March 4, 2014
Carrie Cargain Has Already Won
By Tatum Vayavananda

"It was scary and fun, but mostly scary. My CrossFit family was there to cheer me on and that's how I got through it and made my goal and set my PR. I would have never been able to do it without them." ~Carrie Cargain on her first-ever Open workout

Photos courtesy of Tatum Vayavananda

Five months ago, Carrie Cargain, 44, had excuses for everything from nutrition to exercise to gym memberships. Now, Cargain is competing in the 2014 Open.

“I’m not going to be competitive by any stretch of the imagination, but it will be interesting to see if I’m not at the bottom out of all of Europe,” Cargain said.

A program analyst for the U.S. Marine Corps Forces in Europe and Africa, Cargain moved from her native, sunny island of Hawaii to the cold, rainy European city of Naples, Italy, five years ago.

Cargain said she was out of shape and felt like she was running out of time.

“I started putting on a lot of weight,” she said.

“A time ago, I thought about how old I am … working with Marines, I see them, and they’re all very young and fit,” she added. “I finally decided to start (working out this year) because I’m due to go back to Hawaii.”

CrossFit Panzer Kaserne opened next door to Cargain’s work, and her excuses began to dwindle.

“I thought, ‘Hello, it’s right next door,’ and all the excuses I had before about it being too expensive or … too far went out the window,” said the mother of two.

Cargain started CrossFit on Oct. 22, 2013. Since then, she’s gone from the newbie to a staple in the box.

“Within our affiliate, she’s the spark plug and she’s motivating everybody else because she works so damn hard every day that it gets other athletes pushing themselves a bit harder, as well,” said Don McCutchen, owner of CrossFit Panzer Kaserne. “Beyond that, she comes every time. If she can’t come, she’ll ask a coach about the (workout), whether there’s anything she needs to know, and get it done on her own.”

“I think she’s kind of, I don’t want to say poster child, and it sounds cliché to say she’s become an inspiration to people, but that’s the truth,” McCutchen said. “Within her office, within the box, people are asking her how she lost her weight, how she’s getting fit and she’s espousing CrossFit.”

Cargain wants to use the Open as a measure of her progress.

“I never thought about competing because I’m not at that level, but it’s neat to think there are people just like me, old as me or even older, who are also not competitive but just doing it because it feels good to put something up on the board and see my progression from where I was,” Cargain said.

“The thing I like about CrossFit is that everything is scalable but there’s constant progression,” she added. “The first six weeks, my coaches made me only do the PVC pipe and I thought to myself, ‘What am I doing? This is not inspiring or motivating at all.’”

But she found out that dirt-filled PVC pipes eventually give way to barbells, which soon get loaded with weight.

“Now that I know I’m doing the lifts right, I’m like, ‘Whoa,’ because I can lift some good weight when I know I’m doing it correctly and safely,” she said. “I went from nothing to the PVC pipe to the bar, and it’s getting progressively heavier.”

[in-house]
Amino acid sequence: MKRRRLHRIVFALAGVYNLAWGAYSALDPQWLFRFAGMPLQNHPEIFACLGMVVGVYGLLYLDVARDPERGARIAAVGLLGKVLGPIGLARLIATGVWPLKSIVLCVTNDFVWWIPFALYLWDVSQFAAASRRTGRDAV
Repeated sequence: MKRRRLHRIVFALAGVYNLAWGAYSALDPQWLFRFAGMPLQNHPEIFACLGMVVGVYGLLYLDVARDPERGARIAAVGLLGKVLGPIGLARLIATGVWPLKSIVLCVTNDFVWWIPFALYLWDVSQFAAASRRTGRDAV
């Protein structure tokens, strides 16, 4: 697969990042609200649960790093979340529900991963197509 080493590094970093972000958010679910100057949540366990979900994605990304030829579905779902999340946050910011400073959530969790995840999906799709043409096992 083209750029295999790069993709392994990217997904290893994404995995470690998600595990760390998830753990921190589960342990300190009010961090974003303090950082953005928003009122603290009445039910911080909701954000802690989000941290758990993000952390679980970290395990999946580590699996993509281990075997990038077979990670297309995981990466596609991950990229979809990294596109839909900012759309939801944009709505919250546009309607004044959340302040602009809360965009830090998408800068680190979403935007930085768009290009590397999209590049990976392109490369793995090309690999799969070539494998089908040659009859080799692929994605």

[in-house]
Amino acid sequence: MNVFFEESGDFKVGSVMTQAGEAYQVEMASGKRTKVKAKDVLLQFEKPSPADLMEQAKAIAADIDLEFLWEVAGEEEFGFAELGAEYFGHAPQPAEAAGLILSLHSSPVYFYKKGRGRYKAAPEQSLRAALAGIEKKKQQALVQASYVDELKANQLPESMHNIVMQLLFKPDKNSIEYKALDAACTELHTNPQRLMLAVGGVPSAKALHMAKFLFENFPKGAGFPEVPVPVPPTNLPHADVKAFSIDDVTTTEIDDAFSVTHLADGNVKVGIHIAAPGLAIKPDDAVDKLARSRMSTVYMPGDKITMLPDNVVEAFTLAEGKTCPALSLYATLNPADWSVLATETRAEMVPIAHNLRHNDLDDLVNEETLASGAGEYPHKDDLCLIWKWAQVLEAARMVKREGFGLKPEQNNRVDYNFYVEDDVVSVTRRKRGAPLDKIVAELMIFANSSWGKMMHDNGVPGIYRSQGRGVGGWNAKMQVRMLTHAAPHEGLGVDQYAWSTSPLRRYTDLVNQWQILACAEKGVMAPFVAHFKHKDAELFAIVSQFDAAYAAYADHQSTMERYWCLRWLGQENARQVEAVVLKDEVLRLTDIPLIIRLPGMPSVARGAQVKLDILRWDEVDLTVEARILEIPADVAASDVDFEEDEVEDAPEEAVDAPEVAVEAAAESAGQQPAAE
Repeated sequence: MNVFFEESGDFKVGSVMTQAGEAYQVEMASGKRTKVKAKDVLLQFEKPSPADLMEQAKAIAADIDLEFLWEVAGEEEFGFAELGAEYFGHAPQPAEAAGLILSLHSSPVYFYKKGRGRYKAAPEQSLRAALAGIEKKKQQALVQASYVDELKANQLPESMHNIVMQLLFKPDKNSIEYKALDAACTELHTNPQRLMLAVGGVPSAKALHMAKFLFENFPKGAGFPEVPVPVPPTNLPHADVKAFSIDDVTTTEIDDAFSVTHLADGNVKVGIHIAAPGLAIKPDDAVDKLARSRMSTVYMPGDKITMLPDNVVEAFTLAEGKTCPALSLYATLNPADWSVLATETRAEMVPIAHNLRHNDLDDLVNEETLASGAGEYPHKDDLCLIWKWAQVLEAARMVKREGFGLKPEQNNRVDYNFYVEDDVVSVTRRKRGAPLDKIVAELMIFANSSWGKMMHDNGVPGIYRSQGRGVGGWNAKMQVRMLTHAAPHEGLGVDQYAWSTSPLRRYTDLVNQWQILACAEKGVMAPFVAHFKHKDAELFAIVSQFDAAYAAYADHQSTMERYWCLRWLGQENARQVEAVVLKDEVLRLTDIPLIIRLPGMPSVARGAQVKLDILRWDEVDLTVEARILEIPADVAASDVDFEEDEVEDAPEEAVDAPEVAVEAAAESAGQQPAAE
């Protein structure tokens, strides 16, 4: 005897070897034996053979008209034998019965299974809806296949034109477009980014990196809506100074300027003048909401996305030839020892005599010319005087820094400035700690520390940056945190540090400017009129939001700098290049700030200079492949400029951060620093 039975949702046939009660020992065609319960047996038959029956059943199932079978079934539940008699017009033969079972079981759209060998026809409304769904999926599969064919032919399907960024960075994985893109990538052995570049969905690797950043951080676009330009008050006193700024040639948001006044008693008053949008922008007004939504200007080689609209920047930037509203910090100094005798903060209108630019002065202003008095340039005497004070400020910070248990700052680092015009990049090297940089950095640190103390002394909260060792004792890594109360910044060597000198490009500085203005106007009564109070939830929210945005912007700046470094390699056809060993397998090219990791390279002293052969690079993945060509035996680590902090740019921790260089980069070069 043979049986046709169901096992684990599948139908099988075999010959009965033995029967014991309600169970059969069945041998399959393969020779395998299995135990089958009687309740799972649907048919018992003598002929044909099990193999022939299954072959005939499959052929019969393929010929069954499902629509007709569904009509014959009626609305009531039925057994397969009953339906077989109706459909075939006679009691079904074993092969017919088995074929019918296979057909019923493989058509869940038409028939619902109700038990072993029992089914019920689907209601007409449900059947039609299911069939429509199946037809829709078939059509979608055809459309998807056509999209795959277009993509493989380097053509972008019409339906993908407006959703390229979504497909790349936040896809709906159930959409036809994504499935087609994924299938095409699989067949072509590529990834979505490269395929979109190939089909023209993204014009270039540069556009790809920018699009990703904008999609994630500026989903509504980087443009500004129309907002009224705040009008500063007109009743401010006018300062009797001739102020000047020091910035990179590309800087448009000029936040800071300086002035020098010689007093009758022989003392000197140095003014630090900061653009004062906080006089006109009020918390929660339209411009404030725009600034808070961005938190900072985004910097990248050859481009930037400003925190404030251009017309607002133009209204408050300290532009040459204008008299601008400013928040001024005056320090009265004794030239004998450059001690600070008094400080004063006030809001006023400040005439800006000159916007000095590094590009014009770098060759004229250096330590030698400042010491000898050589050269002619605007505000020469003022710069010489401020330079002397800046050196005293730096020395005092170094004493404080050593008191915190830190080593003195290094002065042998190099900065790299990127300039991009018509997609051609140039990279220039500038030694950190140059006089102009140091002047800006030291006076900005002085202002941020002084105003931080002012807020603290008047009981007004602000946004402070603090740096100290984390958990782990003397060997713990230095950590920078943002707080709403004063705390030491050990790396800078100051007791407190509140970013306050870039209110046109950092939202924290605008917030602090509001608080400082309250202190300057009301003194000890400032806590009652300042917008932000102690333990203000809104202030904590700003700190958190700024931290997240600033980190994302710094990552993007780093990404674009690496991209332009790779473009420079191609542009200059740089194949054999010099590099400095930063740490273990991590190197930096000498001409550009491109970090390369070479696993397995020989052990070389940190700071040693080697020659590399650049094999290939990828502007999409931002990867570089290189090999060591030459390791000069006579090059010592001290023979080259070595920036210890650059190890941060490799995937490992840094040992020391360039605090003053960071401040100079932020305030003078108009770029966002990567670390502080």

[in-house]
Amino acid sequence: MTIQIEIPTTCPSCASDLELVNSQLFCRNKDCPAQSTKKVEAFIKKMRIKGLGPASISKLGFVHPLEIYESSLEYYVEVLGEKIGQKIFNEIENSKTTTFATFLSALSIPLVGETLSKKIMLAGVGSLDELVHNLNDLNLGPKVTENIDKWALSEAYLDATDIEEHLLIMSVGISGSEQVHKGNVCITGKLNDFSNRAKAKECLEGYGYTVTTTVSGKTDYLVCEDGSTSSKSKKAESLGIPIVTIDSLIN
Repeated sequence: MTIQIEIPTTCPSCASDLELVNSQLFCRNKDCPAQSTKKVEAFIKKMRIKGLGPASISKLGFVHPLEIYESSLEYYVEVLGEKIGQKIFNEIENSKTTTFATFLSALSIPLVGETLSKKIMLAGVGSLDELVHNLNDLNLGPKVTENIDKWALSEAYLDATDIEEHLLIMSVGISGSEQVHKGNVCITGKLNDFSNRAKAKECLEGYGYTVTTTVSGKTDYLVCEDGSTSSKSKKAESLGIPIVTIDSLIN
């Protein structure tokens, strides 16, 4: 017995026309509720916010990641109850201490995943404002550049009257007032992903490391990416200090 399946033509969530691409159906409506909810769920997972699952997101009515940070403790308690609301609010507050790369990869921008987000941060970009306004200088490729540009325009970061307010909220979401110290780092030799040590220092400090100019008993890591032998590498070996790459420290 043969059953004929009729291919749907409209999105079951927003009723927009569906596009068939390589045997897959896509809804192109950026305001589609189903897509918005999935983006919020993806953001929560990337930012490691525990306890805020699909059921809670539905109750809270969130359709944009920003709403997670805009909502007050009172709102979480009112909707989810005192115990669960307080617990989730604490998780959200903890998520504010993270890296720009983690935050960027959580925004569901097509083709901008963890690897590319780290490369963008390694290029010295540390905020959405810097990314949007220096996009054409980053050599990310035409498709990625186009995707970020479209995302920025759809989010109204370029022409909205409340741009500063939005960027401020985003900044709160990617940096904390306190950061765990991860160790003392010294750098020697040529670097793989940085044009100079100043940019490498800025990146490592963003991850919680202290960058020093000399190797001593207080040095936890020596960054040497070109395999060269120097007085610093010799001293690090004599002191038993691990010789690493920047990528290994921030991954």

Cargain has experienced tremendous results with CrossFit, transforming from what she considered a weak, 130-lb. average person to a stronger, 113-lb. athlete.

Cargain said she looks forward to seeing the progress of others, who like her, are entering the Open to compete against themselves.

“I think I’ve already won anyway because I feel so much better physically, and even at home, my husband is eating better, exercising more and we’ll have debates about fitness rather than what is on television,” Cargain said.

McCutchen said the Open will motivate Cargain.

“It’s going to push her a little harder,” McCutchen said. “My primary goal is for her to be able to register a score for every workout and I think that’s a realistic goal because, historically, the movements for the Open have been such that you should be able to do at least one rep of whatever. I would really like to see her get that benchmark.”

Cargain looks forward to the Open and beyond, as she’s found a new identity as a CrossFit athlete.

“It’s funny, because the last three or four years, I had an excuse for everything,” Cargain said, “but this really helped me overcome those and make fitness a part of my life.”

The 55-lb. power snatches in Open Workout 14.1 were 15-lb. heavier than her previous PR. She completed four reps at the prescribed weight for a score of 34 on 14.1.

Shenetta Moye, one of Cargain’s coaches, said her performance was "so inspirational. My eyes still tear up every time I think about it."

"It was scary and fun, but mostly scary," Cargain said of her first-ever Open workout. "My CrossFit family was there to cheer me on and that's how I got through it and made my goal and set my PR. I would have never been able to do it without them." 

"I'd like to register a score of at least one point in each of the Open workouts,” she said. “I'm a bit apprehensive of what's coming next week, but aren't we all apprehensive about the Open workouts?"